At about 3am around this time last year in India, I was abruptly awoken to the sound of what I later found out to be local (yes, very local) fireworks. 3am-excitement is hard to contain when it’s your New Year and you have a celebration awaiting you which draws on so many stories and traditions inherent to your culture and to your identity. Identity is also integral to any system of medicine or healing, even biomedicine, and as Diwali is upon us, it is interesting to consider at least some of the cultural aspects of Ayurvedic Medicine in order to evoke a better understanding of its meaning and application.
This year, October 26th marks the first day of Diwali, otherwise known as the “festival of lights” which celebrates the triumph of good over evil and the lifting of spiritual darkness with the light of hope. Diwali is a festival for which the date upon which it falls is determined by the luno-solar Hindu calendar (meaning that the date indicates both the moon phase as well as the time of the solar year) which originates from the Vedanga Jyotisha, an Indian text on the “science of lights” or “spiritual bodies”. Jyotisha (Vedic Astrology), like Yoga Philosophy, is considered to have arisen parallel to and to be interconnected with Ayurvedic Medicine. All three systems hold their roots in ancient scriptures known as the Vedas, which include passages that date back as far as 6,000 BCE.
Modern-day India claims a very extensive history to the culture that still exists today. One remarkable aspect of India’s culture today is that it still remains very traditional, with the average Indian taking pride in his traditional culture even with all the effects of globalization that are normally strong enough to sway the roots of a culture, plant new seeds, and take firm ground.
Ayurveda is even more traditional, largely because of the practices that it encourages as a way to maintain health. For example, integral in ensuring that health is maintained and preventative measures for imbalance are carried out to the greatest extent possible, Ayurveda encourages “swasthavrutta” or “healthy behavior”. Healthy behavior includes not only guidelines for how to carry out one’s day such as what are the best herbs to maintain oral health (which have been shown by recent research to be significantly more effective than commercial toothpaste for maintaining tooth and gum health) but also what emotions and behaviors to cultivate. For instance, in addition to respecting all people and maintaining a broad-minded view, it is especially important to respect teachers, elders, saints, and parents. That this behavior is followed is evident in everyday life: in an Ayurvedic hospital or college, as a gesture of respect, the students rise when their “sir” or “madame” enters the room.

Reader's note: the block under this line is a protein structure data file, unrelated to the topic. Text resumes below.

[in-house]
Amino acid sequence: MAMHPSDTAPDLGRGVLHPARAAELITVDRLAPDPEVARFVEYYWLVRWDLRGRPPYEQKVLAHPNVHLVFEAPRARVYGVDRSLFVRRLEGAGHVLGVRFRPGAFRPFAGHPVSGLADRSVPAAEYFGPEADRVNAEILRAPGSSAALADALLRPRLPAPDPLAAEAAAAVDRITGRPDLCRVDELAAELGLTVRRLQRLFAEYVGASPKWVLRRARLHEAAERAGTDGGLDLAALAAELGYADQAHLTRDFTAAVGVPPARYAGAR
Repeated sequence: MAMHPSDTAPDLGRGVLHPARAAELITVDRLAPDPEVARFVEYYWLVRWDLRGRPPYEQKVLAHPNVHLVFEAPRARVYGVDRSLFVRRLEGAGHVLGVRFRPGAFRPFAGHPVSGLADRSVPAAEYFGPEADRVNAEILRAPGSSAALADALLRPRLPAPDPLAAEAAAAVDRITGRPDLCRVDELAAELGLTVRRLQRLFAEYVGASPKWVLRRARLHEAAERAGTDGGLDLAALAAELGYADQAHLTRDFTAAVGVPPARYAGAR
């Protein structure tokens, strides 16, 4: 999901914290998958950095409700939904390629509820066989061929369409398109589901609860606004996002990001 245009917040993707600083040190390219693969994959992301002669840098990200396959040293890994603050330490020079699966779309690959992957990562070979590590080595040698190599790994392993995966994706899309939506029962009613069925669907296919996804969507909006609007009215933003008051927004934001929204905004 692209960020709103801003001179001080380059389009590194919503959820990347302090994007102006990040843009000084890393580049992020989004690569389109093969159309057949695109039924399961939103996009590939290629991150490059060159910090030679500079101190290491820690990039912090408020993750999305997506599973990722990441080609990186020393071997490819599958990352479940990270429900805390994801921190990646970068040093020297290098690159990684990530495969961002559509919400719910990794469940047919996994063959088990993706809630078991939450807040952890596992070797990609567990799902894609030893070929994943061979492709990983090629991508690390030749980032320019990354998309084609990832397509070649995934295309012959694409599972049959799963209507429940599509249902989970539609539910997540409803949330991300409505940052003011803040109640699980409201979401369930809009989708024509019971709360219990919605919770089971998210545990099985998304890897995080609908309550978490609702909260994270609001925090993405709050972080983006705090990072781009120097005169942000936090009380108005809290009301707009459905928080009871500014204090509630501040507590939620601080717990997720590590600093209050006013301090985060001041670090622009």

There are several aspects of Diwali which are in line with Ayurvedic principles. The celebration includes all manners of festivities, including offering gifts of sweets to friends and family and the performing of religious rituals, or pujas, to the gods. With Diwali falling at the end of October, the seasons are slowly beginning to change and Hemant, one of the two cold seasons, is setting in. Many of those celebrating Diwali (and even those not) would be happy to hear that it is at this time that the eating of heavy sweets is encouraged in order to strengthen the body (sweet tastes are associated with building strength, with both qualities being associated with Kapha- the bioenergy of stability and strength). Ayurveda also recognizes the benefit of performing rituals to the gods given that some illnesses are of a spiritual nature, due to one’s karma, or that they may help to ease the mind, and therefore help to create more balance in a state of imbalance. In other words, the power of the mind and the spirit are given recognition and are very much interconnected with the functioning of the body.
For those of us on the other side of the world, what can we draw from this? One is that culture is integral with a medical system and this is helpful to keep in mind as a mechanism of awareness when it comes to assessing a state of individual or communal health. If you are interested in Ayurved, it is beneficial to understand some of the culture involved so as to better understand how to apply it in the culture and environment that is particular to you. Beyond this, it is beautiful to celebrate light.
Yesterday I gave a presentation on Reiki and Stress Management and I suppose my way of celebrating the first day of Diwali, though no where near traditional, was to speak about light- the communication network in the body which functions with the signaling of biophotons; the creation of the earth’s electromagnetic field through lightning, with which our brain waves can become synchronized under certain states of consciousness; and how to cultivate awareness and compassion through the heart (which claims the largest electromagnetic field of the body) as a way to manage and ease stress. Light is everywhere, inside and out, if only you look for it. …Let your eyes light up- celebrate. It’s good to be alive.